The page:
Does this election represent a national swing to the left? I don't believe so, I think people voted for the best candidates for the job, not for their political leanings.

As President will you be taking an active and vocal role in the fight against Fees? Do you see this as a winnable battle, or one of the many sacrifices need to be made in order to control the economy? And if so is the fight just for public opinion?

Yes of course I will. University fees are sadly a reality already, and it is a primary objective to ensure that the University obey the legislation which allows them spend a proportion of the registration fee so long as student groups are consulted. To date this has not happened. I completely oppose any rise in the fee and will demand a full say in how the University spends your money.

The economy is suffering because thousands of graduates are leaving the country instead of investing in the country by getting a job and paying tax here. If, for example, the government allowed graduates fill vacant teaching jobs, instead of standing in a dole queue, we would not be wasting the investment in free education. Charging fees for University is a ridiculous solution to our economic woes, it says "let's get out of the recession by having a less attractive work force for foreign investors." So no, I don't give any time to the argument that free education is a luxury we can do without.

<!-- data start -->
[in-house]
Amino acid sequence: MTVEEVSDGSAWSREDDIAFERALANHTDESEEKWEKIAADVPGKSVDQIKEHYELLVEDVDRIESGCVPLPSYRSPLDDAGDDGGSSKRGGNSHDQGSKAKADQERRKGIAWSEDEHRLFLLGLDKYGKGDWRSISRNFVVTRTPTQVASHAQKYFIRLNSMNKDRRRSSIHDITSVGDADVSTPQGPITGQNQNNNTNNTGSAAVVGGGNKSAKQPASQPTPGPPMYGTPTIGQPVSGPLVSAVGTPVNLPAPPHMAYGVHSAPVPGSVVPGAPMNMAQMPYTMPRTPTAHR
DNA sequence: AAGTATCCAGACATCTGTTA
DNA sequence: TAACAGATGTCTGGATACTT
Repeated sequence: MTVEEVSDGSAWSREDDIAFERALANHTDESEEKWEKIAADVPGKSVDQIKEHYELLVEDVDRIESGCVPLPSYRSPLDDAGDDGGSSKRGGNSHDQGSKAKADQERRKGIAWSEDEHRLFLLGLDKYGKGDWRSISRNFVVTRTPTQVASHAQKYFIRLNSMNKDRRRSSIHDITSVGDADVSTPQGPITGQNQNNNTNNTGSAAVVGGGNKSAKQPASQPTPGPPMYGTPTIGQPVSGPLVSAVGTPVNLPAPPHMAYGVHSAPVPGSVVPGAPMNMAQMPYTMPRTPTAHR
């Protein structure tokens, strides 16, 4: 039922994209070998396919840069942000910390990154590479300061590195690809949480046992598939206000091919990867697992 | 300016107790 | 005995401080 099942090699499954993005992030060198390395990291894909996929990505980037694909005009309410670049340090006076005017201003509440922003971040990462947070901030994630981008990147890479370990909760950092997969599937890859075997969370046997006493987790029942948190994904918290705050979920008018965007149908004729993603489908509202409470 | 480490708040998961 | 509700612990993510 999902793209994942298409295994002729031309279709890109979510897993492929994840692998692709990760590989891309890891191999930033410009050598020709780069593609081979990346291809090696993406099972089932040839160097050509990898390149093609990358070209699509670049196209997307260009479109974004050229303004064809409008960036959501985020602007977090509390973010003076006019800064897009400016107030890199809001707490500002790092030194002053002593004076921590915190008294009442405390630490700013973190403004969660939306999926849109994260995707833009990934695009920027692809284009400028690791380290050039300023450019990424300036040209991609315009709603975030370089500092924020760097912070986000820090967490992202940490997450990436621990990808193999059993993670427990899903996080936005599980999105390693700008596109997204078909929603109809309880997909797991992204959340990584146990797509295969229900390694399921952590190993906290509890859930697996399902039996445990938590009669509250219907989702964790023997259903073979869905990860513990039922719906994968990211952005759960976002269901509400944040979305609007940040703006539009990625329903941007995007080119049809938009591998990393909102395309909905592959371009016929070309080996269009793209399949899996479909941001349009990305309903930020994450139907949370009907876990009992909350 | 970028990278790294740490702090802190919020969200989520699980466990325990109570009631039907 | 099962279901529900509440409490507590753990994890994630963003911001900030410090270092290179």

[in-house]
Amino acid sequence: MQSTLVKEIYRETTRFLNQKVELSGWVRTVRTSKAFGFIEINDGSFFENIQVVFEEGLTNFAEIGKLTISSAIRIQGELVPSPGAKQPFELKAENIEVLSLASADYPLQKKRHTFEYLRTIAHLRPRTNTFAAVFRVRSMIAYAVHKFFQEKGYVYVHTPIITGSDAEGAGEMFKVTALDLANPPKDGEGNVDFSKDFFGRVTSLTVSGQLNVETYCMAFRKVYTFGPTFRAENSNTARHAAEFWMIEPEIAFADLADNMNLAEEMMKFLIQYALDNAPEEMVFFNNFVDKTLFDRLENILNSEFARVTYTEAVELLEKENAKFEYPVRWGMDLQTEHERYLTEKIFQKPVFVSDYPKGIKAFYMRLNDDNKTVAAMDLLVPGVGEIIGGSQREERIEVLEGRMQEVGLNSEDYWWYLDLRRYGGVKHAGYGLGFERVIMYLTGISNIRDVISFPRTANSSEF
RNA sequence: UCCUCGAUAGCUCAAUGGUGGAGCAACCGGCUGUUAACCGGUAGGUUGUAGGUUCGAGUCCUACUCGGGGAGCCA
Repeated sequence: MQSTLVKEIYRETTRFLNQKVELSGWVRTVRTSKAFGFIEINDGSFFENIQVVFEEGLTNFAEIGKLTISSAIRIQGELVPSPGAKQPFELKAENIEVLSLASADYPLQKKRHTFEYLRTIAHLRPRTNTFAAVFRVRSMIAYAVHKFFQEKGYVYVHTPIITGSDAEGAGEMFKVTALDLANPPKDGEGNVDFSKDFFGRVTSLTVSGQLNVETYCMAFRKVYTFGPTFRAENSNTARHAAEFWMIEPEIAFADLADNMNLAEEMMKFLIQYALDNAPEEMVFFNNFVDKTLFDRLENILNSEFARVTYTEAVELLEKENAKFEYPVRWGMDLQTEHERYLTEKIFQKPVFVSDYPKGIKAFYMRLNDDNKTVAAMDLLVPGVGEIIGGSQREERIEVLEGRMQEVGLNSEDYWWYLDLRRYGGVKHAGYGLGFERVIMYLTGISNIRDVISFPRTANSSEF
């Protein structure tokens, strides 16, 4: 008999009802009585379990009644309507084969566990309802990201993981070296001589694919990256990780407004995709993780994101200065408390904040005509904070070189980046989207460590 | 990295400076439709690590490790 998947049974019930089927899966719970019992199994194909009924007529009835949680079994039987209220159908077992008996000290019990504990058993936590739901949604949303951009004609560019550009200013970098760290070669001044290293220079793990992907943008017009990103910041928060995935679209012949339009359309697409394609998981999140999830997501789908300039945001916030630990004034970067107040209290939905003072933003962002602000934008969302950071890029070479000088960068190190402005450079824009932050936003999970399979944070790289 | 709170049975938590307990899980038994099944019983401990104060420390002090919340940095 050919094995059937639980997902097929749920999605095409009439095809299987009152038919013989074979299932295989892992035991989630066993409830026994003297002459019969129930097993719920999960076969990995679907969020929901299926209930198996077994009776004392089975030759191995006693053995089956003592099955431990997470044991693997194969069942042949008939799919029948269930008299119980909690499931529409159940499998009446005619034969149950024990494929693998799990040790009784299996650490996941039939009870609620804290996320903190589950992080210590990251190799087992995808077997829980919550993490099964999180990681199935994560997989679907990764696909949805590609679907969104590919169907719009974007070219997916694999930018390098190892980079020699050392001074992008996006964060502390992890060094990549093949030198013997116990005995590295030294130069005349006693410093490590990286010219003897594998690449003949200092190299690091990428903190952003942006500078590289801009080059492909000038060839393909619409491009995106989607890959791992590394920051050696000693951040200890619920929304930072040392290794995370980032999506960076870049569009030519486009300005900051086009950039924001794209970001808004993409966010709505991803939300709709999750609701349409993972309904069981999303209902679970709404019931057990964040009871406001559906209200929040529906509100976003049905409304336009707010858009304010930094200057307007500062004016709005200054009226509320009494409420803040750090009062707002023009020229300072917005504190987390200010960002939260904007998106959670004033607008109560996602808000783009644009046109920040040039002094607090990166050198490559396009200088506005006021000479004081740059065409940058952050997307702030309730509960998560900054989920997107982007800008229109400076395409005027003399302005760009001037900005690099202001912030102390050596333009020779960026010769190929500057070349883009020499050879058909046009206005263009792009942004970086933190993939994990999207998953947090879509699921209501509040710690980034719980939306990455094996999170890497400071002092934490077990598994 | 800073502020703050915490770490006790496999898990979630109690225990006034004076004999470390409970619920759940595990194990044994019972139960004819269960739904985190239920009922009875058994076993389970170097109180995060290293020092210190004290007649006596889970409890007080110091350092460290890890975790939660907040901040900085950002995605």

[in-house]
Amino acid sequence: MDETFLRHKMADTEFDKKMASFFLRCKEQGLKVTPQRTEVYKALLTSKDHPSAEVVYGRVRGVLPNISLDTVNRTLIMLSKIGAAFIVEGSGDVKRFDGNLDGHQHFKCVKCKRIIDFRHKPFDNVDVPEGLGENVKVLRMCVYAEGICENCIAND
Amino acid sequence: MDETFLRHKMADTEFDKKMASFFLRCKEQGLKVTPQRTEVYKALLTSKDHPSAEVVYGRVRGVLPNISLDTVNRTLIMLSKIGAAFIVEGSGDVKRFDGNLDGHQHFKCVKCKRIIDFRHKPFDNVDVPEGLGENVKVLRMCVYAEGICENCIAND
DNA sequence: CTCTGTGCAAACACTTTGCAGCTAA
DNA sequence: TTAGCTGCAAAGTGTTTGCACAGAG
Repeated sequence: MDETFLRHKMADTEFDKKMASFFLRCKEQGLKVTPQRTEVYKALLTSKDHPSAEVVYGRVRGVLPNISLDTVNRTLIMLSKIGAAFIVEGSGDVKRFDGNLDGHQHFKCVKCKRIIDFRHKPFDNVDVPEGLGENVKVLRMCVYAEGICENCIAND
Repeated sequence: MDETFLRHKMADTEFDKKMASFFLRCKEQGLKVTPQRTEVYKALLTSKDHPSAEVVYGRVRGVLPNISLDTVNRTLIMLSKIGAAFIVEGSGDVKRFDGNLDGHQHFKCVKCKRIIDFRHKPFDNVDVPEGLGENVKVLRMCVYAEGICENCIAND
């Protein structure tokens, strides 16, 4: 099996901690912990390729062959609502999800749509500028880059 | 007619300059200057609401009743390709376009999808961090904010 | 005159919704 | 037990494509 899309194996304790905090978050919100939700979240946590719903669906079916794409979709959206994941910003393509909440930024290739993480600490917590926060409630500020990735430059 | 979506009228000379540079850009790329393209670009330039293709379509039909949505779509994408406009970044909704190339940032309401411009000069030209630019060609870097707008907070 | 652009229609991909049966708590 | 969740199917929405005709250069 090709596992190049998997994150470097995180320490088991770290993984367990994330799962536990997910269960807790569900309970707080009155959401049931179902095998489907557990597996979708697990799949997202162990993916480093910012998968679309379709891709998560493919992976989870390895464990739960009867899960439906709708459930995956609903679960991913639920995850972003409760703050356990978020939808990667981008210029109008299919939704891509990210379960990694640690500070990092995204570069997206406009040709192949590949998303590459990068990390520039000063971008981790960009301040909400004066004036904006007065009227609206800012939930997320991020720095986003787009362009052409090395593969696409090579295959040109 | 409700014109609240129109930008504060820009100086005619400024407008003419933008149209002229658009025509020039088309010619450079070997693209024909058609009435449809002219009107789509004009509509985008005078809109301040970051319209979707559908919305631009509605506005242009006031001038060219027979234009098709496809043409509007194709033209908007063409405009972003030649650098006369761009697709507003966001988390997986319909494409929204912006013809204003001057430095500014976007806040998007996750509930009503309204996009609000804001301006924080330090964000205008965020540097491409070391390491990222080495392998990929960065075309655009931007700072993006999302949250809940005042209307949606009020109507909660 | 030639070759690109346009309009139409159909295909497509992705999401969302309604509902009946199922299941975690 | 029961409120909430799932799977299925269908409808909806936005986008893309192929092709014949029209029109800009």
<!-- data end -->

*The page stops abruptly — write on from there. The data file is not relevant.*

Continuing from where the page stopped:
This year has been regarded by some as "the year of the Left" for NUIM politics, with a number of campaigns being successful. Who do you see as the main organisers of this and why now in Maynooth when it is regarded for being a conservative college? What have you and Labour Youth done in this historic year that can be attributed?

I believe the reason for the Left's successes this year has been the unprecedented level of co-operation between the various hews of red around campus. I took the view early in the year to involve NUIM LY in the Social Solidarity Network and assist FEE when we agreed, which turned out to be almost all the time. We took a leading role in both the Bertie Ahern campaign and the ICTU Day of Action by using our union contacts and friends in the media and by using our own not insignificant membership and visibility on campus to bulk up already extant campaigns.